Why were those ‘limits’ set in place?
Because, if you stay in your comfort zone, it takes forever just to incorporate a new thing in your sound. But if you force yourself not to use everything that you’re comfortable with, then you have to create yourself a new language that you’re happy with. So it forces you to explore, to touch the instrument differently, and approach the music differently as well, to get new sounds out of it.
The results speak for themselves. The album is so perverse, so chaotic and discordant, yet at the same time so logical and deliberate within the parameters it sets for itself, that it achieves sort of strange counter-intuitive serenity.

This is in some ways an ascetic sound, the product of walling one's self off from the world outside and creating a new, insular one within. But it's also the sound of pure, unfettered discovery, of a kind of seething, ecstatic creativity. (During an intense period of Gorguts immersion, I once described the record as " of the most pungently progressive albums ever made, in or out of metal. Obscura didn't just register as technical; it sounded downright excruciating, as if its shuddering blastbeats, doleful bellows, and deliriously inventive guitarwork were being torn straight from the chests of its makers.")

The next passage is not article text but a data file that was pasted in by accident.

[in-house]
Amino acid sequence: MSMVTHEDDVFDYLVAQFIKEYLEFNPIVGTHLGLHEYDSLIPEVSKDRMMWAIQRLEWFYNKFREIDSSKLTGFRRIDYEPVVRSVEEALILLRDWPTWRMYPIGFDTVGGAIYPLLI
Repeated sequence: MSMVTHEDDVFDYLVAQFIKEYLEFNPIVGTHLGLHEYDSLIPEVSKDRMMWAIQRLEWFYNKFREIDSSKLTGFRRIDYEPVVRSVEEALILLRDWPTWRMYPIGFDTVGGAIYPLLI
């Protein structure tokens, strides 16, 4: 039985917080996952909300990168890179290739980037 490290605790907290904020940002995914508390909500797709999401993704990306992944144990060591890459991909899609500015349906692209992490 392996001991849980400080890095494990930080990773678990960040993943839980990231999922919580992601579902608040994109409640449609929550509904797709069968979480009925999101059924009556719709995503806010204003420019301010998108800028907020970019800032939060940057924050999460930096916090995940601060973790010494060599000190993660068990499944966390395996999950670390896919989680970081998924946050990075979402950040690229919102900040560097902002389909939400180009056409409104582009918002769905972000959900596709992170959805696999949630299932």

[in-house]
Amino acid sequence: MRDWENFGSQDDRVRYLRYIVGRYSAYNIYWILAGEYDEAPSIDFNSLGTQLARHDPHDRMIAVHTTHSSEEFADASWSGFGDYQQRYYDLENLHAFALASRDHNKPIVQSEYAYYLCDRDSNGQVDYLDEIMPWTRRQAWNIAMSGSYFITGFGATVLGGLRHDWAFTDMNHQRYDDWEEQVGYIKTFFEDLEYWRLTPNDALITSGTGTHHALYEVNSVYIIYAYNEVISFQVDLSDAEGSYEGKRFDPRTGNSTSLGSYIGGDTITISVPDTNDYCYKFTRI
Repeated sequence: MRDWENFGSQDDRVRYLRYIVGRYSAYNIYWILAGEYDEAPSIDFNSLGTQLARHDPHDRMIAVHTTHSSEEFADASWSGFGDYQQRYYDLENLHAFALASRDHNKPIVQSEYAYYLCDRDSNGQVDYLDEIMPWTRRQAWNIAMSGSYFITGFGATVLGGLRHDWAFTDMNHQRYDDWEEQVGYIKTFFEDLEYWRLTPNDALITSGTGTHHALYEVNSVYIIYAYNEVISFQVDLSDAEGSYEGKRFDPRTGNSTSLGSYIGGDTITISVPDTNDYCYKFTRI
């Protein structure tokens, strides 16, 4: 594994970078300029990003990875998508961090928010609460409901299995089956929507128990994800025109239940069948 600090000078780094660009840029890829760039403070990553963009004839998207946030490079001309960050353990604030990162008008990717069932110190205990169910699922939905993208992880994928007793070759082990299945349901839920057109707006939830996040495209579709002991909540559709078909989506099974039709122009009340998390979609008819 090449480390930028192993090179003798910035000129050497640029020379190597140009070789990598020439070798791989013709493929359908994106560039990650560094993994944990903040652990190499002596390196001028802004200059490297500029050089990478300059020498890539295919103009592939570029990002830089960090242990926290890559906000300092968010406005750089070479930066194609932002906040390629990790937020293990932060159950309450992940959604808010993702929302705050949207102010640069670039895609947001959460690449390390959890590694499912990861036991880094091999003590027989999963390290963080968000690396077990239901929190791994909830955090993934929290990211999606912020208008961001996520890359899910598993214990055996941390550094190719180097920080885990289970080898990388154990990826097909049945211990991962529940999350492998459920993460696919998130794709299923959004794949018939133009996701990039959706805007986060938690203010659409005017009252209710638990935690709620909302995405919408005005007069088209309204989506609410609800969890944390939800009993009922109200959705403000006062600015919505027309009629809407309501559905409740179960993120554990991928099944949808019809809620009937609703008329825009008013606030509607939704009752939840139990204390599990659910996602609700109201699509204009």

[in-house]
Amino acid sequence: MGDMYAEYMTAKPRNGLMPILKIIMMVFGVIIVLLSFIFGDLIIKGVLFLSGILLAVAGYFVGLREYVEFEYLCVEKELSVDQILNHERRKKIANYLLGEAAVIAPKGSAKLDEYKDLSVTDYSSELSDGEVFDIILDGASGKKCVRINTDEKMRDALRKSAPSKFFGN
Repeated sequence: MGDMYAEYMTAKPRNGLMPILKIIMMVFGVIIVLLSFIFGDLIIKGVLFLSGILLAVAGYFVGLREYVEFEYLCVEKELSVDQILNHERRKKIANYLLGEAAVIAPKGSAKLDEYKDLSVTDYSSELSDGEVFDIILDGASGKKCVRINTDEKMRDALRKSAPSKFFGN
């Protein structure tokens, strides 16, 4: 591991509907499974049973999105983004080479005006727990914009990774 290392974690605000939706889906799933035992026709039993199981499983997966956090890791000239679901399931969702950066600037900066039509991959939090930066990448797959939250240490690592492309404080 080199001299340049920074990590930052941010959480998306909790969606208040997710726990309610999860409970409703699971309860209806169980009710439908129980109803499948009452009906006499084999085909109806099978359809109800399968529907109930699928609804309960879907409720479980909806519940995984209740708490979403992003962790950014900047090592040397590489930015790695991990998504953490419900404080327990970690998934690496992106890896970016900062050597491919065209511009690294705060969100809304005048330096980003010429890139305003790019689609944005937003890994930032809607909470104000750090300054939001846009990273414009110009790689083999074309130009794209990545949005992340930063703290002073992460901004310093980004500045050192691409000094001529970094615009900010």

As fans know, Gorguts are in the midst of a glorious renaissance, which kicked off with 2013's outstanding Colored Sands and continued with 2016's equally impressive Pleiades' Dust. The gradually snowballing influence of Obscura helped set the stage for this moment, when one of extreme metal's most challenging bands could also be one of its most beloved.

In honor of 20 years of Obscura, here are a few thoughts on the record drawn from interviews in my Heavy Metal Bebop series, which began as the result of seeing pianist Craig Taborn (who would eventually meet and collaborate with Steeve Hurdle) at a Gorguts show.

Ben Monder (2017)

How would you describe what's happening on Obscura? I'm not a guitar player, so I can't necessarily verbalize it?